Liquid Jet & Two-Phase Nozzle Flow


Liquid jets have been studied for applications arising from two distinct industries. The first application targets an efficient atomization and the second searches for an efficient energy transfer via high-speed collimated liquid jets.  The latter has been the focus of our study in this field. Motivated by its applications in the hydroentangling process (a process by which a nonwoven fabric can be produced from a loosely bonded web of fibers), we studied the impact of nozzle geometry on the breakup length of the resulting jets.

The jet images in the figure to the left show waterjets issued from a convergent nozzle, with inlet and outlet diameters of 350 µm and 120 µm, respectively, and a length of 1 mm,  at different Reynolds numbers. The jet images in the middle figure show the same results but when the nozzle was inverted (used as a divergent nozzle). Surprisingly, a much longer breakup length can be seen from the jets issued from the divergent nozzle [Begenir et al. 2004]. This effect is schematically shown in the figure to the right.
Our numerical simulations revealed that sharp-corner divergent nozzles (like the one used in the above experiment) promote flow detachment. The waterjet resulted from a detached nozzle flow is enveloped by a layer of downstream air is therefore protected against wall-induced instabilities (the main cause of jet breakup). Such constricted waterjets tend to remain intact as can be seen in the above experimental images. The waterjets issued from the convergent nozzle tend to atomize fairly quickly due to extensive cavitation and other wall-induced instabilities.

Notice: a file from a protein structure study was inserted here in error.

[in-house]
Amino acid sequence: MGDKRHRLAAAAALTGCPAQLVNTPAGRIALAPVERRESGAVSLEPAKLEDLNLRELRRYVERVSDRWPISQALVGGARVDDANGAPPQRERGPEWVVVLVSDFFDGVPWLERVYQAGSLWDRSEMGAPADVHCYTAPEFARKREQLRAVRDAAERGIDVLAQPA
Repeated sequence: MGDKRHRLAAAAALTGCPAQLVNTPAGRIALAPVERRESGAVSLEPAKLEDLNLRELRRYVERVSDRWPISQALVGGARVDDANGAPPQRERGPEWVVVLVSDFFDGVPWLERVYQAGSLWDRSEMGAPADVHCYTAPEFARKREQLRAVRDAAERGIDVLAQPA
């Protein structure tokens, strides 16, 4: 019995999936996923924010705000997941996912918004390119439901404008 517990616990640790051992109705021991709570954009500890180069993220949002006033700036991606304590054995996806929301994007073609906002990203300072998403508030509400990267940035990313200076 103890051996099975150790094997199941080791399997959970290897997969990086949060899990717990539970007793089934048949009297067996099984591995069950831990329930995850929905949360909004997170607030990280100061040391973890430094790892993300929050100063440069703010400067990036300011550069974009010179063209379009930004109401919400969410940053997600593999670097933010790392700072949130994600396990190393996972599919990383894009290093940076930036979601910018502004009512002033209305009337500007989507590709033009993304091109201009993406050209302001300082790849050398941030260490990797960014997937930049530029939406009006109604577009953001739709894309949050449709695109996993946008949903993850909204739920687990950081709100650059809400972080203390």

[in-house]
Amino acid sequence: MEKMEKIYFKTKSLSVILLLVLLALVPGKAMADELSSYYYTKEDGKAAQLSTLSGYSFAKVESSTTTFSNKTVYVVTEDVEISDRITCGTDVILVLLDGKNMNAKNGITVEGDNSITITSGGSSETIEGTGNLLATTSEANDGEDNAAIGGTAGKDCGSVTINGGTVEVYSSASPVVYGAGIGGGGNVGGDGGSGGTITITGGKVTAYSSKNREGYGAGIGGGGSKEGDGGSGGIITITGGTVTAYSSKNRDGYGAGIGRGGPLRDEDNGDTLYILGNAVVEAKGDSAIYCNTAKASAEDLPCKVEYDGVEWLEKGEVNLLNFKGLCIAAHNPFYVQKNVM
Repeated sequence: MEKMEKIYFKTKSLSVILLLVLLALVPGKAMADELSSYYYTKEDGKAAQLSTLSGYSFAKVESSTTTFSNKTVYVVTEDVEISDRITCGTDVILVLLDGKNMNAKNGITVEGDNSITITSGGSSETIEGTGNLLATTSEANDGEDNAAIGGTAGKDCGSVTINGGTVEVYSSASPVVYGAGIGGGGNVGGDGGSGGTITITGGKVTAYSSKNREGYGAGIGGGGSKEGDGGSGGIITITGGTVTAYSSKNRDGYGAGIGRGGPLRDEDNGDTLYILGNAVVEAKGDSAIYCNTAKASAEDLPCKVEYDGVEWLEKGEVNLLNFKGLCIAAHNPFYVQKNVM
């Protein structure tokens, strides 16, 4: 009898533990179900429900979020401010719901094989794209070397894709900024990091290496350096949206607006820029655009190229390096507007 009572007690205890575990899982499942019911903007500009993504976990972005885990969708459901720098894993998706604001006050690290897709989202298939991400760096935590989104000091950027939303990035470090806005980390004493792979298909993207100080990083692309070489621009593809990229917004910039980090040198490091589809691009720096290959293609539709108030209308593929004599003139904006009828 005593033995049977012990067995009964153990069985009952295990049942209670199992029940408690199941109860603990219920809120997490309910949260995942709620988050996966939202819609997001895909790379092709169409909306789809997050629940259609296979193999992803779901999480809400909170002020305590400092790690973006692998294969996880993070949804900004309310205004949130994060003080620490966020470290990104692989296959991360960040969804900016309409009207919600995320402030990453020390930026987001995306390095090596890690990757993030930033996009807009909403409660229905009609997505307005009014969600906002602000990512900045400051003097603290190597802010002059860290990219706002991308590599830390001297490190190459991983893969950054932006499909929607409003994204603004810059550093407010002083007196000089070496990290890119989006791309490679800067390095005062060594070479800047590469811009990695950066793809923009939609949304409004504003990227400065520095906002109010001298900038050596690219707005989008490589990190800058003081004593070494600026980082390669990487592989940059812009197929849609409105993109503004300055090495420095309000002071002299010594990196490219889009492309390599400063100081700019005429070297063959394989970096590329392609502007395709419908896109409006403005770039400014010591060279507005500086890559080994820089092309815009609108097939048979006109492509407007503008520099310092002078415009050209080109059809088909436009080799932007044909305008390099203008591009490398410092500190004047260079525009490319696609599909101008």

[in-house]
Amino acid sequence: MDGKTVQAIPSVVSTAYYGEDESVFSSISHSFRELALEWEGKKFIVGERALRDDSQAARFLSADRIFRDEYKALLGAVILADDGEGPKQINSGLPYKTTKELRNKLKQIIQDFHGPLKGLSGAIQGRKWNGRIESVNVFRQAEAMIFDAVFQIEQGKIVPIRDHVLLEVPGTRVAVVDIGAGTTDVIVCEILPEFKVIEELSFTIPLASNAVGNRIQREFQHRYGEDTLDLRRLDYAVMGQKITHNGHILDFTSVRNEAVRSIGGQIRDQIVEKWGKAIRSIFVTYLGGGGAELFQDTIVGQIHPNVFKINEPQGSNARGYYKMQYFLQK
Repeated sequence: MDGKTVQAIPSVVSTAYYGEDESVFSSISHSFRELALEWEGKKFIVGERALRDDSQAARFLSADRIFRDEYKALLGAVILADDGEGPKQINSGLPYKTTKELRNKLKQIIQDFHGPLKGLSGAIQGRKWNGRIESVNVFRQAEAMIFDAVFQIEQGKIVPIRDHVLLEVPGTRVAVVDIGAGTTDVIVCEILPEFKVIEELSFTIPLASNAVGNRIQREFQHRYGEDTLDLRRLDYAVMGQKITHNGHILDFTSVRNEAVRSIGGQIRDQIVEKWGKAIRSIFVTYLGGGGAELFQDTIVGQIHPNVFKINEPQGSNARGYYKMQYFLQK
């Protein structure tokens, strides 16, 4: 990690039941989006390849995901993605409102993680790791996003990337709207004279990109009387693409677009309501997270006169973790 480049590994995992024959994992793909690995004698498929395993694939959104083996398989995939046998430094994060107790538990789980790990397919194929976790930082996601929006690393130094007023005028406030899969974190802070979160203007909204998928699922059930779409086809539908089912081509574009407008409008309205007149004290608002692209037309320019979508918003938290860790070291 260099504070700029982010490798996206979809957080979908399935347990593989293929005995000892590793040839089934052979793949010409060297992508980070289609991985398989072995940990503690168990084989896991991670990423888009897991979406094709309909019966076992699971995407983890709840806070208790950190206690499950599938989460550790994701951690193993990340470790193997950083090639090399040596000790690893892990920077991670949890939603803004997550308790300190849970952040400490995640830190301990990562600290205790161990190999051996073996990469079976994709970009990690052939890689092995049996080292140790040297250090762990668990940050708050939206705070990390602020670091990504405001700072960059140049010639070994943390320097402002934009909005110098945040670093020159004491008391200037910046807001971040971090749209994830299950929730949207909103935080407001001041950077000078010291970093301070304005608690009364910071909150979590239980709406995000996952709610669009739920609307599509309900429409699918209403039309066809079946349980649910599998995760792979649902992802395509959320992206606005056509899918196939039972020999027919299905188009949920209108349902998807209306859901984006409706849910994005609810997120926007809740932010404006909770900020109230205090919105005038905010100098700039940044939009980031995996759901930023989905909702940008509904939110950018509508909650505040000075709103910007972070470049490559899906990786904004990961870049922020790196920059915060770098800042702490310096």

The vector plot figure shows the velocity field inside a divergent nozzle. The downward and upward vectors show water and air, respectively. The colorful contour plots show the mixture density (red to blue represent density varying from 1000 to 1 kg/m^3) [Tafreshi and Pourdeyhimi 2004].  Video 1: Effects of Nozzle Cavitation on Waterjet StabilityVideo 2: Nozzle Cavitation Resulting in a Hydraulic Flip Producing a Constricted Waterjet

Video 3: Hydraulic Flip, Magnified View

Waterjet breakup is traditionally considered to follow the Ohnesorge classification. In this classification, high-Reynolds number waterjets are expected to atomize quickly after discharge. Our computational-experimental studies revealed, for the first time, that a constricted waterjet (i.e., a waterjet resulted from a detached flow), does not follow the Ohnesorge classification. This means that flow detachment inside the nozzle can move the jet-to-spray transition point further downstream of the nozzle or to higher pressures. 

A constricted waterjet issued from a divergent nozzle (the jet to the left) is compared to its atomizing counterpart issued from the same nozzle when inverted (the jet to the right) at a Reynolds number of about 30,000. High-speed images are added tp better illustrate the wind-induced and atomizing structures of these jets. The above constricted jet is the 2nd wind-induced regime, in contrast to the predictions of the well-known classification of Ohnesorge, expecting an atomizing jet at such a high Reynolds number [Tafreshi and Pourdeyhimi 2003].
Representative Publications:

  • H.V. Tafreshi and B. Pourdeyhimi, Effects of Nozzle Geometry on Waterjet Breakup at High Reynolds Numbers, Experiments in Fluids 35(4), 364 (2003)
  • Begenir, H.V. Tafreshi, and B. Pourdeyhimi, Effects of the Nozzle Geometry on Hydroentangling Waterjets: Experimental Study, Textile Research Journal 74(2), 178 (2004)
  • H.V. Tafreshi and B. Pourdeyhimi, Simulation of Cavitation and Hydraulic Flip inside Hydroentangling Nozzles, Textile Research Journal 74(4), 359 (2004)
  • N. Anantharamaiah, H.V. Tafreshi, and B. Pourdeyhimi, Predicting Inlet Roundness of Hydroentangling Nozzles via CFD Simulations, Journal of Micromechanics and Microengineering 17(5), N31 (2007)

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  • The Nonwovens Institute.